Even though there is no built-in function for the calculation for the confidence interval of odds ratio in TI Nspire, doing it in the Calculator page is pretty straight forward.


Constructing matrix in TI Nspire for Markov chain with Poisson distribution

In calculation for Markov chain, matrix setup can be complicated evn with the user-friendly interface on the TI Nspire. The built-in function like identity(), constructMat() etc are useful on specific cases.

For Markov chain calculation, the model setup in terms of matrix sometimes get quite complicated and demanded a few exceptions from the built-in function mentioned above that are geared towards common linear algebra.

The example below attempts to simply the construction of the Markov model by use of piece-wise functions in building matrix. The problem to solve in Markov process is on a stock resupply problem, where an imaginary shop keeps stock of 1 to 3, and replenish on each day only when all stock is exhausted. Poisson distribution is assumed on the demand side.

Firstly a function called markov_prob is created, which takes the demand as variable and return the corresponding Poisson distribution. Note that how the function handle probability for demand greater than 3. A short-hand function mkp() is created afterwards to ease reading in the matrix.

When the function is defined, the Markov model can be formulated in a new 3 x 3 matrix created using the template. It is sometimes not easy to define state transition function as in this example problem. Therefore, the shorthand function just created will help in filling in the states as matrix elements. For example, P11 means the stock next day (Sx+1) equals stock today (Sx) which is 1, and that means the demand is zero, and thus mkp(0). There are some curve ball like P12, where Sx+1 > Sx which is not possible, since that means the shop has more stock the next day for any day with non-zero stock (i.e. negative demand), and thus the probability is zero.markovstock2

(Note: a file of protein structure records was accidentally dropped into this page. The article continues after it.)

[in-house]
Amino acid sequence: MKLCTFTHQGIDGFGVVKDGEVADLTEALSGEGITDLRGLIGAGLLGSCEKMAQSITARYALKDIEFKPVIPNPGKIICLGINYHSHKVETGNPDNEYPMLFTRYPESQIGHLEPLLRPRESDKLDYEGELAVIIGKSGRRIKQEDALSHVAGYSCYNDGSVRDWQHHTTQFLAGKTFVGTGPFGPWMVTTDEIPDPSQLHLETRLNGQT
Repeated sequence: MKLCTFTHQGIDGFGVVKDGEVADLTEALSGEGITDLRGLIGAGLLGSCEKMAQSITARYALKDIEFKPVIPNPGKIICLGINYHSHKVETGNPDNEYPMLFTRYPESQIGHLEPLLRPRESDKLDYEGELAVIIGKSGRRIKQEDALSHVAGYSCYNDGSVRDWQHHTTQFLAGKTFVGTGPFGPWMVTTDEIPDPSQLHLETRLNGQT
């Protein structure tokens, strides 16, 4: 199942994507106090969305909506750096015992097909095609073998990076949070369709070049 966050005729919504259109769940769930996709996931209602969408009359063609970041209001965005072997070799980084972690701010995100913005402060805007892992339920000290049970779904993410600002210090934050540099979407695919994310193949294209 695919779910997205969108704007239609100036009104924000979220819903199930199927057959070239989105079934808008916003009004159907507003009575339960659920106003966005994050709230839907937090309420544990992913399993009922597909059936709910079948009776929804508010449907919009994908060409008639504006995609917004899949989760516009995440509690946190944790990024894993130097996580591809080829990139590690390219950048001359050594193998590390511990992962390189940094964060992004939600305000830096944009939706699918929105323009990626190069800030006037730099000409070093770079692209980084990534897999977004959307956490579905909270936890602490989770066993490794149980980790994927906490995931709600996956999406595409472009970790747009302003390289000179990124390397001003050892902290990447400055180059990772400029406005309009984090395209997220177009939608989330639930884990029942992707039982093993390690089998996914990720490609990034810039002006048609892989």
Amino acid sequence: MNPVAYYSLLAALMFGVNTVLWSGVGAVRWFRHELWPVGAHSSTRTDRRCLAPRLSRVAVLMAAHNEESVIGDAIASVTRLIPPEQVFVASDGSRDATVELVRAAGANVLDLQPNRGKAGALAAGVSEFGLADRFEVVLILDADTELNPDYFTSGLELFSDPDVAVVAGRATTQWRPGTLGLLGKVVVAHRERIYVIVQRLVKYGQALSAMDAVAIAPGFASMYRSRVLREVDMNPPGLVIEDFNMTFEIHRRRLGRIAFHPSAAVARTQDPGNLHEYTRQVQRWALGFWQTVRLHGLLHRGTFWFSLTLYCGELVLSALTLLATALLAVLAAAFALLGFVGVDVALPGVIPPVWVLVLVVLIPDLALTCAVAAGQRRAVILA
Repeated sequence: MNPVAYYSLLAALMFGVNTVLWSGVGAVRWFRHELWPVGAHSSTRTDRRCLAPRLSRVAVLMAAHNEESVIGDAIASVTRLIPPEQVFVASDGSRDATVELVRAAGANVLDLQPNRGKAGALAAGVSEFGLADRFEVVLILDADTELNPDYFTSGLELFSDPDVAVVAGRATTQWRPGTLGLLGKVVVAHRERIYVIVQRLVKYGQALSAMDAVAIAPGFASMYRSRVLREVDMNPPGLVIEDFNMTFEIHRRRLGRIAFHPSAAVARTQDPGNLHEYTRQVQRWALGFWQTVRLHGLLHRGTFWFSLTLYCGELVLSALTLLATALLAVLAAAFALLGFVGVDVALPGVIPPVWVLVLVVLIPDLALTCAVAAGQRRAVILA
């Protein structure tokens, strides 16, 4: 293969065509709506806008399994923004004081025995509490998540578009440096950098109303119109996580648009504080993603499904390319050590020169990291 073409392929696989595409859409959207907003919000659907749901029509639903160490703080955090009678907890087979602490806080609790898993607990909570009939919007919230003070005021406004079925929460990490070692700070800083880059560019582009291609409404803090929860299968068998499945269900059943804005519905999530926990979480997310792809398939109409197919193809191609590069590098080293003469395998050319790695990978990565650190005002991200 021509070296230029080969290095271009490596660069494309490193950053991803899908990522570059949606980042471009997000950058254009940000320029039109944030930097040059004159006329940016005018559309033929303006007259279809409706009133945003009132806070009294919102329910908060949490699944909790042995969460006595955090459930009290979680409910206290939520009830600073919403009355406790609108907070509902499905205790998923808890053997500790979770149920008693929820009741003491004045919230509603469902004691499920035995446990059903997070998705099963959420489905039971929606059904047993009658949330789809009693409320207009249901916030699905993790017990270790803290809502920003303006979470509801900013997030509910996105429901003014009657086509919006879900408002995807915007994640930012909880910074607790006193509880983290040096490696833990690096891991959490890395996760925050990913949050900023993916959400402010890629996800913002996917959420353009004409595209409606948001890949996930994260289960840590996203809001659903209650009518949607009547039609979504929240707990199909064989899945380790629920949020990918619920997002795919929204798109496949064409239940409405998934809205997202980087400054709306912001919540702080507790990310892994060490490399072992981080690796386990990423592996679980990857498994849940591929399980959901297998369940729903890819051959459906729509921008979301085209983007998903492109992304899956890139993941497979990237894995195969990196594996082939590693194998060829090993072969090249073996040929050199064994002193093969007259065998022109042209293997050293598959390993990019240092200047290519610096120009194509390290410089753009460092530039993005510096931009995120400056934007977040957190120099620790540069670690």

After setting up the Markov model, the equilibrium distribution can be deduced. The below is one of the methods using Nelder-Mead algorithm.

Based on this model, more figures can be deduced for decision making on fine tuning stock keeping strategy.

Using Nelder-Mead to solve for Markov chain stationary distribution

Taking the same problem from previous installments, another approach using the Nelder-Mead algorithm is tried and successfully obtained the same answer. After formulating the equation for passing to the Nelder-Mead program in TI Nspire, which required the same algebraic manipulation as in the previous linsolve() approach, another more intuitive formula is tried. The second one directly calculates matrix in the minimization equation and therefore render the algebraic manipulation unnecessary.

The first setting is as below.

While the second setting that directly calculates on the matrix is shown below.

Finding stationary distribution in Markov chain with TI Nspire

For Markov chain calculation with a transition matrix P:

attempt to find the stationary distribution using TI Nspire solve function apparently is not appropriate:

But no worry, the question can be solved using the linsolve function because this problem can be broken down into a series of linear equations by the properties of stationary distribution of Markov chain. In TI Nspire, a pop-up menu style wizard will guide through the linear solver:

When finished setting up the template, the equations can be entered directly in the Calculator screen.markov_stationarydist4

A shortcut to this in the TI Nspire can be referenced here as a one-liner making use of matrices operations.